Cancer

Colorectal cancer screening before age 50?

While the incidence of colorectal cancer has declined among older adults, it has increased in people younger than 50. The American Cancer Society now recommends that adults be screened for this condition starting at age 45.

I see you –– but don’t ask me how I’m doing

The common American casual greeting is an almost-automatic behavior, a superficial form of friendliness. But when someone says, “How are you?” how many of us really think about the question, or the answer?

Topical treatment helps prevent actinic keratosis from developing into skin cancer

Actinic keratoses are scaly areas on the skin that, if left untreated, may develop into squamous cell skin cancers. A recent study compared several topical treatments used by dermatologists to treat this condition.

Cancer treatment: Is a clinical trial right for you?

Some people undergoing cancer treatment may be eligible to participate in a clinical trial of a new drug or therapy. These trials help determine whether a new approach is more effective than standard treatment.

Just do it… yourself: At-home colorectal cancer screening

Colonoscopy remains the best way to detect colorectal cancer, but there are at-home screening tests that do not involve the pre-test bowel clearing that many find uncomfortable.

Fear of cancer recurrence: Mind-body tools offer hope

As the number of cancer survivors continues to grow, many continue to worry for years after treatment ends about a recurrence of the disease. These people need post-treatment support, and mind-body techniques offer a promising solution.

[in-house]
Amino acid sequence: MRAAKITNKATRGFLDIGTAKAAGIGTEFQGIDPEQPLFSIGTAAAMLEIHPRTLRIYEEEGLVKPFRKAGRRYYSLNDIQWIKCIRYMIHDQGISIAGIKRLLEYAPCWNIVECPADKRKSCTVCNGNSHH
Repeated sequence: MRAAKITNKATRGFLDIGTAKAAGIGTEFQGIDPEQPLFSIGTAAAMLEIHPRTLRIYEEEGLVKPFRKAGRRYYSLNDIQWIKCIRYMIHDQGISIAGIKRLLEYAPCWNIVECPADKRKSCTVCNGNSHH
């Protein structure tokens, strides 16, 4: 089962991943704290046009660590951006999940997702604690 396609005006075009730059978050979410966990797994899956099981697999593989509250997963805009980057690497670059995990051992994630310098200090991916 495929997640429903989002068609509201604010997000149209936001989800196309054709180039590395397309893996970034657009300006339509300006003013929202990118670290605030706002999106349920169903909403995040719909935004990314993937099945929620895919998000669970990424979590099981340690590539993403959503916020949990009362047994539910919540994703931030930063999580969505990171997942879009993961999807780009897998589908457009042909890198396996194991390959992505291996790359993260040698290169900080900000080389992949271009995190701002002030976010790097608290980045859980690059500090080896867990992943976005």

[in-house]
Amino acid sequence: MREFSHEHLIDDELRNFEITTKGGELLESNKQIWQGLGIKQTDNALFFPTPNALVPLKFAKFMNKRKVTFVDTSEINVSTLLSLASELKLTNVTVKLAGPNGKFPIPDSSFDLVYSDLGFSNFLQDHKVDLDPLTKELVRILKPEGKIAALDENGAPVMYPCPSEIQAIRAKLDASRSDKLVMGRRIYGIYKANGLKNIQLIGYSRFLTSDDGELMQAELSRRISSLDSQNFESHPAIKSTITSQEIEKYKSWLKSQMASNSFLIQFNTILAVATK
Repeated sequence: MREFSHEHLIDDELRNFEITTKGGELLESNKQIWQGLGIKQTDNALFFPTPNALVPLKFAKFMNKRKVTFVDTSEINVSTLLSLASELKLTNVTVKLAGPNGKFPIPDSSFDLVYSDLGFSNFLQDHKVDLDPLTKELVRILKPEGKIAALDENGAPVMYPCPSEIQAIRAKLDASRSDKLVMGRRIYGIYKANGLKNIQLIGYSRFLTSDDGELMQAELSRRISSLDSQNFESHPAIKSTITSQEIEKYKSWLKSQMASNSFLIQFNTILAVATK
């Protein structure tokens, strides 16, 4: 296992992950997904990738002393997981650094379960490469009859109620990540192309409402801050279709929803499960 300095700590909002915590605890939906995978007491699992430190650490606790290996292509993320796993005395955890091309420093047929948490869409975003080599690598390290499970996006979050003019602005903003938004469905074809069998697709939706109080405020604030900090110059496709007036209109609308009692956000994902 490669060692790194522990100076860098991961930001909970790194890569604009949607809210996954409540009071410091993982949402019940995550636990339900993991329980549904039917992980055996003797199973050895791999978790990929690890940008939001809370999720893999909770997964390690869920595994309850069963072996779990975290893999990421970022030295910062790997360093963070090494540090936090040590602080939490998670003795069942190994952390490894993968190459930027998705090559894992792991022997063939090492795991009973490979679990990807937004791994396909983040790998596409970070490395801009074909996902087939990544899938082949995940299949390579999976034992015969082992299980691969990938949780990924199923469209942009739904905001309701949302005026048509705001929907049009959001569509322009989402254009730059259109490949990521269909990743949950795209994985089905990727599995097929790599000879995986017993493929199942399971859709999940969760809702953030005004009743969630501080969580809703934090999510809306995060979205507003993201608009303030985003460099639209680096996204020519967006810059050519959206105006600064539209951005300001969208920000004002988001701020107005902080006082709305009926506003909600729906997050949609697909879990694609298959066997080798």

Preserving fertility during cancer treatments

Cancer treatments –– and some cancers –– can affect fertility in both women and men. Variables include age at diagnosis, type of cancer, and type of treatment. If you’re wondering about options for preserving fertility, discuss this with your treatment team.

Alternative therapies for cancer

Robert H. Shmerling, MD

Faculty Editor, Harvard Health Publishing

A study of two million people receiving cancer treatment found that those who chose a complementary treatment along with conventional treatment had less successful outcomes (did not live as long).

Immunotherapy: What you need to know

Immunotherapy has emerged as a viable treatment option for some advanced cancers. People considering it — and even people who have had it — have many questions.

New blood test may someday help guide the best treatment for aggressive prostate cancer

Charlie Schmidt

Editor, Harvard Medical School Annual Report on Prostate Diseases

Research in a small group of men with advanced prostate cancer found that a blood test that screens for a certain genetic mutation could help decide which of two types of drugs would be more likely to provide a longer lifespan.